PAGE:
It's my understanding that, in a repeated series of PD games, the best strategy in the long run is "tit-for-tat": cooperate by default, but retaliate with defection whenever someone defects against you, and keep defecting until the original defector returns to cooperation mode. Perhaps the prisoners in this case were generalizing a cooperative default from multiple game-like encounters and treating this particular experiment as just one more of these more general interactions?

Comment by telms on Semantic Stopsigns · 2013-07-27T22:12:31.678Z · score: 4 (4 votes) · LW · GW

Mmm, that's not really where I'm coming from. There is an aggressively empirical research tradition in applied linguistics called "conversation analysis", which analyzes how language is actually used in real-world interaction. The raw data is actual recordings, usually with video so that the physical embodiment of the interaction and the gestures and facial expressions can be captured. The data is transcribed frame-by-frame at 1/30th of a second intervals, and includes gesture as well as vocal non-words (uh-huh, um, laugh, quavery voice, etc) to get a more complete picture of the actual construction of meaning in real time. So my question was actually an empirical one. It's one thing to guess at an analytical level that "God" might be a stop-signal in religious debates or in question chains involving children. But is the term really used that way? Has anyone got any unedited video recordings of such conversations that we could analyze? After making very many errors of my own based on expectation rather than actual data, I tend to be skeptical of any statement that says "language IS used in manner X", when that manner is not demonstrated in data. Language CAN be used in manner X, yes, but is that the normative use in actual practice? We don't know until we do the hard empirical work needed to find out.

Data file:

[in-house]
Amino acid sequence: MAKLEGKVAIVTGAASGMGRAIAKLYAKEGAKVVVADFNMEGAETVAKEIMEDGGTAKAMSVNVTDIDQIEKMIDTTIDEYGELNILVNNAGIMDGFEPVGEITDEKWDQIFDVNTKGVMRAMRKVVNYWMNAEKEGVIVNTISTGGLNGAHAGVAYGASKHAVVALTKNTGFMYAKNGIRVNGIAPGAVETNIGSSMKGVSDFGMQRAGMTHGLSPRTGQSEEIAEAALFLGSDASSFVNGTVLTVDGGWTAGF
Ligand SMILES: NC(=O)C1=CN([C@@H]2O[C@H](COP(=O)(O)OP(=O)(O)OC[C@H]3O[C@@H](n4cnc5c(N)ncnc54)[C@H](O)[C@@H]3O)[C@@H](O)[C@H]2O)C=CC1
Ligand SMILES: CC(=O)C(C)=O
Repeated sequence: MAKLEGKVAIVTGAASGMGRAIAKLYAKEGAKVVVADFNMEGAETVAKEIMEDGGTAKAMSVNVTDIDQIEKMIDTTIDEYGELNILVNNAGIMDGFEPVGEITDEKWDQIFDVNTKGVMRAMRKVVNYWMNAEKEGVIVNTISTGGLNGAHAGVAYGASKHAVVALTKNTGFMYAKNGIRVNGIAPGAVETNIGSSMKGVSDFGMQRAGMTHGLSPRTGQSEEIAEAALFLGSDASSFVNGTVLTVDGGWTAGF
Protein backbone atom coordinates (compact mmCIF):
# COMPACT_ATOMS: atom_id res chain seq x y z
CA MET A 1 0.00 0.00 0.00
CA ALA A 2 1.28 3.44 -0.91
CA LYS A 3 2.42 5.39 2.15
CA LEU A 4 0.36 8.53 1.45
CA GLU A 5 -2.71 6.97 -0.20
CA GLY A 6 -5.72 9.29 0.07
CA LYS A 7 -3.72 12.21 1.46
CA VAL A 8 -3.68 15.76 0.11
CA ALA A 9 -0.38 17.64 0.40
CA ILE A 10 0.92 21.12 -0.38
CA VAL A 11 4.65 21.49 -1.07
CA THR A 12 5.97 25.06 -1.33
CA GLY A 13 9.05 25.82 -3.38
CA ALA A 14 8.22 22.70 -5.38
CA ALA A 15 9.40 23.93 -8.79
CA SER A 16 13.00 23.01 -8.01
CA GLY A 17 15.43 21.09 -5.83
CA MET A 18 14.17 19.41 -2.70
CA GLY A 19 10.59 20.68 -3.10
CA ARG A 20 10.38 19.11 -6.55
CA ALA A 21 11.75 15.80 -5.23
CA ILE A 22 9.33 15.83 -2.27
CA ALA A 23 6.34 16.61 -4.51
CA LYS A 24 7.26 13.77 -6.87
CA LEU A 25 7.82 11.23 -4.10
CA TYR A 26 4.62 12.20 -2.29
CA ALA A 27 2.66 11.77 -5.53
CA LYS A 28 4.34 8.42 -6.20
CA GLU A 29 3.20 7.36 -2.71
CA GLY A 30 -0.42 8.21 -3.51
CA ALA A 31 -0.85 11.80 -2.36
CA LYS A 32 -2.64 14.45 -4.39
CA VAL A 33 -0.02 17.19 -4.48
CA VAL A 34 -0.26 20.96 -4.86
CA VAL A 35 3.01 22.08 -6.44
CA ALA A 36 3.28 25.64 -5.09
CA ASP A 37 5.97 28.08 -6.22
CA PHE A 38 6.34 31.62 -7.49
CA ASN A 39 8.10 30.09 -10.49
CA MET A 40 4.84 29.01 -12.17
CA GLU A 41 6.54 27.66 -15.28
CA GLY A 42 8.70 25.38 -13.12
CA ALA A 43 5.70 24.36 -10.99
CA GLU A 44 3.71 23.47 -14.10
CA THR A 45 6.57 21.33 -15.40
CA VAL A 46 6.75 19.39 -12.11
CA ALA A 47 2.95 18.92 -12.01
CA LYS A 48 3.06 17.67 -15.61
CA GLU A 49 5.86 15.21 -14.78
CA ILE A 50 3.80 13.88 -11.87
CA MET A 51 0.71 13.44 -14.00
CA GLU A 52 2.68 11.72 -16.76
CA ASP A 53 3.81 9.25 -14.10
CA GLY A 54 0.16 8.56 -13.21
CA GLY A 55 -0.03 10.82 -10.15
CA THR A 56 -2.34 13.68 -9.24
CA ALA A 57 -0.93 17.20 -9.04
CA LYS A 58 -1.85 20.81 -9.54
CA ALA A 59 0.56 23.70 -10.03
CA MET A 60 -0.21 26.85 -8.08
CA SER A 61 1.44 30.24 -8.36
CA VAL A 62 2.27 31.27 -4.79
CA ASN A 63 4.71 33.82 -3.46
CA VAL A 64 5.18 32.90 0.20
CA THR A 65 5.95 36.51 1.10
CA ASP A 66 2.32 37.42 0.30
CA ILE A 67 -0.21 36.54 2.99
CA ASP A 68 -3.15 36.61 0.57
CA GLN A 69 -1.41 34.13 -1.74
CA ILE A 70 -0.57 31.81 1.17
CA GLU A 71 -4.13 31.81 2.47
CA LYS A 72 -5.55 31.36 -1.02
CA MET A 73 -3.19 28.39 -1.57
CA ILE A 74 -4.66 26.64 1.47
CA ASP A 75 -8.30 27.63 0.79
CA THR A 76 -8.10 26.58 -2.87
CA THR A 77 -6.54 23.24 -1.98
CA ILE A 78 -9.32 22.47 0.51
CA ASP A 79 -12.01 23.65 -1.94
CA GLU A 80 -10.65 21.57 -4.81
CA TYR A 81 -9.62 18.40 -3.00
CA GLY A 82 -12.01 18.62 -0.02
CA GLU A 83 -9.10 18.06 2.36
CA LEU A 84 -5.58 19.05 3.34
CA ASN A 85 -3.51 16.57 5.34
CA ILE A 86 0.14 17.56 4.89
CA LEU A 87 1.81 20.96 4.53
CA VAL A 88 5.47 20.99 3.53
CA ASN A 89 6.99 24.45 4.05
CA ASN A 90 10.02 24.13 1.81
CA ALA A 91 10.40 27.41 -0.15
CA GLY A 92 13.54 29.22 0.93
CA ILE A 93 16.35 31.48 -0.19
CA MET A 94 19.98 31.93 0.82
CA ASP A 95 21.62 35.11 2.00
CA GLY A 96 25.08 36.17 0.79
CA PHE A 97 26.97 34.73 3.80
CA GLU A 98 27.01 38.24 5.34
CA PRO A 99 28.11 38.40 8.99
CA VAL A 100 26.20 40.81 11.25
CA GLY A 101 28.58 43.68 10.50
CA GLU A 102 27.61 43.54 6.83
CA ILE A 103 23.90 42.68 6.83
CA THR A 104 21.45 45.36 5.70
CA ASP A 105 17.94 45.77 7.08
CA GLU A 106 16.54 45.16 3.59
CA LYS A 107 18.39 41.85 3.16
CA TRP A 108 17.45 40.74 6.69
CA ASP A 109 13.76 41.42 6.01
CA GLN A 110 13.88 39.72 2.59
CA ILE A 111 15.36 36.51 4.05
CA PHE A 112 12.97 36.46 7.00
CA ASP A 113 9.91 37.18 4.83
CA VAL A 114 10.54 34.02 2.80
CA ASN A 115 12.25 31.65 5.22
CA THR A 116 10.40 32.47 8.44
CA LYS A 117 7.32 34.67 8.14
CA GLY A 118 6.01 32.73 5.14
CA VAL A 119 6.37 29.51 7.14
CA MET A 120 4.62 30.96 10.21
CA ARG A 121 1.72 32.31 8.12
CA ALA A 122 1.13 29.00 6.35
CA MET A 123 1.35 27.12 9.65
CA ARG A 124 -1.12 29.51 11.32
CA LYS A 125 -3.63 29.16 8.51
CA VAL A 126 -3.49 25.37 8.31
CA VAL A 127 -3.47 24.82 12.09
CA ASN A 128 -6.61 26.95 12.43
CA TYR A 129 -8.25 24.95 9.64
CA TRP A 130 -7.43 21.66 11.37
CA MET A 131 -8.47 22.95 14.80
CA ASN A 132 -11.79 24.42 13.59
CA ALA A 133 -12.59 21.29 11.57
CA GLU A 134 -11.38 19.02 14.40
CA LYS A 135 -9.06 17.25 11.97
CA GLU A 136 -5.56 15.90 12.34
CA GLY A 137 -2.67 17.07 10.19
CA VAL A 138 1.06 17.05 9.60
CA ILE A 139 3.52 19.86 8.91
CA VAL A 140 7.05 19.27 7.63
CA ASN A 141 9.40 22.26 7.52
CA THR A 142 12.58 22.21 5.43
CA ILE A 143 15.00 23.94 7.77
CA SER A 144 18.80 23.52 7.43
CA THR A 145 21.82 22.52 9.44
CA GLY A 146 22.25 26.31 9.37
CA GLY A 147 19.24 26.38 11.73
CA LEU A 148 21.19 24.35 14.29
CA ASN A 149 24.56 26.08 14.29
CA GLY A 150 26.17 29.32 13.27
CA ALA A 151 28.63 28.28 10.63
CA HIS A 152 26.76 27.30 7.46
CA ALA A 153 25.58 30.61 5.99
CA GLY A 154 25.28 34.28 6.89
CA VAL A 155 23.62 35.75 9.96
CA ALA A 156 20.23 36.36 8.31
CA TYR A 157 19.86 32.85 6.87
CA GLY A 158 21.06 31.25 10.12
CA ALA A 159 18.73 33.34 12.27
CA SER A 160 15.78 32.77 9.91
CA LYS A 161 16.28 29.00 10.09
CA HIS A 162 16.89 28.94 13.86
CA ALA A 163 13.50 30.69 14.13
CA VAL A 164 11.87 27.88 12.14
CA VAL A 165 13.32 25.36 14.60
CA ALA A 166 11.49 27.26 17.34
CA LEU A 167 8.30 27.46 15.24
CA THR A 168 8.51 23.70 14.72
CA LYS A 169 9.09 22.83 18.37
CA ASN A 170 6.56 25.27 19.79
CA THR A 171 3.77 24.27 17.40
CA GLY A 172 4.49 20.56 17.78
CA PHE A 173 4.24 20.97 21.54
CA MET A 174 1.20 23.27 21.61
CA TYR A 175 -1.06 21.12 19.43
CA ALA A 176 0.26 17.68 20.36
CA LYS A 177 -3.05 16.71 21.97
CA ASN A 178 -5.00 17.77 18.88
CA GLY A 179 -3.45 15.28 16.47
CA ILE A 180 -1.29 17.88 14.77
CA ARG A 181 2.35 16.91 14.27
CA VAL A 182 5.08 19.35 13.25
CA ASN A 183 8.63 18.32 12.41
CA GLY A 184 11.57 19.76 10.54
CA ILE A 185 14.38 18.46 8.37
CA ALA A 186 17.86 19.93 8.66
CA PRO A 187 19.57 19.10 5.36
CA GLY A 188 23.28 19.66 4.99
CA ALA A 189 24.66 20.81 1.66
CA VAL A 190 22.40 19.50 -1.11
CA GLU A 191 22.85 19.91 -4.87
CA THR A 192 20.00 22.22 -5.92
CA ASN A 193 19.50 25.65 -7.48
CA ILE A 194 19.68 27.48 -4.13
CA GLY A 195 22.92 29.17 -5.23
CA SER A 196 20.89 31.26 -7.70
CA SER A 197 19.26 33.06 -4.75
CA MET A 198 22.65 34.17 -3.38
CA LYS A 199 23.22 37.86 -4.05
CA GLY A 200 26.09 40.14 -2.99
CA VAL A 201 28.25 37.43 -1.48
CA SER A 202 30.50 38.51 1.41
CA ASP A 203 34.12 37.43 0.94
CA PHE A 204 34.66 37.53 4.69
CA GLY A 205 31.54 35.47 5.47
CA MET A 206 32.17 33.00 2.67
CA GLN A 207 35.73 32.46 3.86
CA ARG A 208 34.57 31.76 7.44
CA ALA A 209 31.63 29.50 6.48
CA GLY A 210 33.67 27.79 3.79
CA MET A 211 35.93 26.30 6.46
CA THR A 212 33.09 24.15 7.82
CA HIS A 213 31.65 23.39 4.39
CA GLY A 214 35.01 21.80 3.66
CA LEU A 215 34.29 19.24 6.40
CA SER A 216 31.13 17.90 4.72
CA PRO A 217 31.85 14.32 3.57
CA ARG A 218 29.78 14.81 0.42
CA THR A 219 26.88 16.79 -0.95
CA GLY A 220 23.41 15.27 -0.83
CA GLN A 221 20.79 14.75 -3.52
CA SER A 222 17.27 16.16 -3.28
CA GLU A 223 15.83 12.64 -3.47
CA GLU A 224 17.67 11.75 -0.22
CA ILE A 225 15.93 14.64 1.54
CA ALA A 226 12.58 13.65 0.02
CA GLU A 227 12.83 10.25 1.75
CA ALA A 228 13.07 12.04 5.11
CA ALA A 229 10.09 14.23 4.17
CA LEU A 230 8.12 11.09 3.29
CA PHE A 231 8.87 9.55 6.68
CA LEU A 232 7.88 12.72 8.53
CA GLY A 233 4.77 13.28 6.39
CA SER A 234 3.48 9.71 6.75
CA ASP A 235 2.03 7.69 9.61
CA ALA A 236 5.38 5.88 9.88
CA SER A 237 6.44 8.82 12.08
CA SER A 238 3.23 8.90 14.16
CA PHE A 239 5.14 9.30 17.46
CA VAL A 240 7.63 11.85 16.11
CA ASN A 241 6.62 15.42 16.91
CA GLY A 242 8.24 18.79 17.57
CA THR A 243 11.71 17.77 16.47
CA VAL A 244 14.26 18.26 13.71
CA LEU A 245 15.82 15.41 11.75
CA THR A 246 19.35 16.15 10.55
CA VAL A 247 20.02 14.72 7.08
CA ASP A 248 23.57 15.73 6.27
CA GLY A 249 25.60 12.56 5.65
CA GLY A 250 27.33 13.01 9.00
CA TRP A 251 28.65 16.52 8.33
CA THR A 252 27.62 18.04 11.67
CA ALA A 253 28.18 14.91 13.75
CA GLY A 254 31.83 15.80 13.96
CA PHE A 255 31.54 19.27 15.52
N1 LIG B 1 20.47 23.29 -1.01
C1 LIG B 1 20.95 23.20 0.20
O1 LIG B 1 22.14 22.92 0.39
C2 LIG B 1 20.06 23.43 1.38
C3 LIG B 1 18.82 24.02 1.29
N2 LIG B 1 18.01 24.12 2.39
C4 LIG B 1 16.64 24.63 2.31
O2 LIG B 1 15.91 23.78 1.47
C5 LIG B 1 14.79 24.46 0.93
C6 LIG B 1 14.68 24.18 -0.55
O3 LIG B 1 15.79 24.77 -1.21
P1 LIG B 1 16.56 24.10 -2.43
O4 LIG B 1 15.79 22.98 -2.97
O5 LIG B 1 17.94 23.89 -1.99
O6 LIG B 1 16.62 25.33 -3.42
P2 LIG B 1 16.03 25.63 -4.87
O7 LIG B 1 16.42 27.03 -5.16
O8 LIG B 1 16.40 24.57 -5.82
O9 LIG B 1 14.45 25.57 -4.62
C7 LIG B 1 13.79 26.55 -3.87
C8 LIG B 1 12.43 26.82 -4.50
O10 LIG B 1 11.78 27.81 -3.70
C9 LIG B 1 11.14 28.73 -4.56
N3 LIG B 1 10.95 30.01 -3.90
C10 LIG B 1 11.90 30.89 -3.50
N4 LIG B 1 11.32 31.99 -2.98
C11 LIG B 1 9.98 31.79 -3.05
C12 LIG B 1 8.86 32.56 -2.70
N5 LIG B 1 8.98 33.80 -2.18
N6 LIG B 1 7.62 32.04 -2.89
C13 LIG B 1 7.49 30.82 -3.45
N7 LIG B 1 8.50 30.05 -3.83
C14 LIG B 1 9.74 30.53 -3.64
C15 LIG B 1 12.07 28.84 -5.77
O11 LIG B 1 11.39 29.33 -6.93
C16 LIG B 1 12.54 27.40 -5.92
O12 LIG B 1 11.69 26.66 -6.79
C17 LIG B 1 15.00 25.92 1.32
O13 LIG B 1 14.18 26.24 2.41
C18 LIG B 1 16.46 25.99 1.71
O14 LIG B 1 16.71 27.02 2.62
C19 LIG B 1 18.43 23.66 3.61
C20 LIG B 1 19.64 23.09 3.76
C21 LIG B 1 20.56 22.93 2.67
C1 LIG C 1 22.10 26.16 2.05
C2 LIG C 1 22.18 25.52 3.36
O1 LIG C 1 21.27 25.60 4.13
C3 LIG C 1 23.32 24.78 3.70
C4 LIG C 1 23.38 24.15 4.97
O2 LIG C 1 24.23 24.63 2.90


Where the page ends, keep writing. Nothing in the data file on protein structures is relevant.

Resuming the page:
Comment by telms on Semantic Stopsigns · 2013-02-25T05:58:37.280Z · score: 0 (0 votes) · LW · GW

Speaking for a moment as a discourse analyst rather than a philosopher, I would like to point out that much talk is social action rather than reasoning or argument, and what is said is rarely all, or even most, of what is meant. Does anyone here know of any empirical discourse research into the actual linguistic uses of semantic "stopsigns" in conversational practice?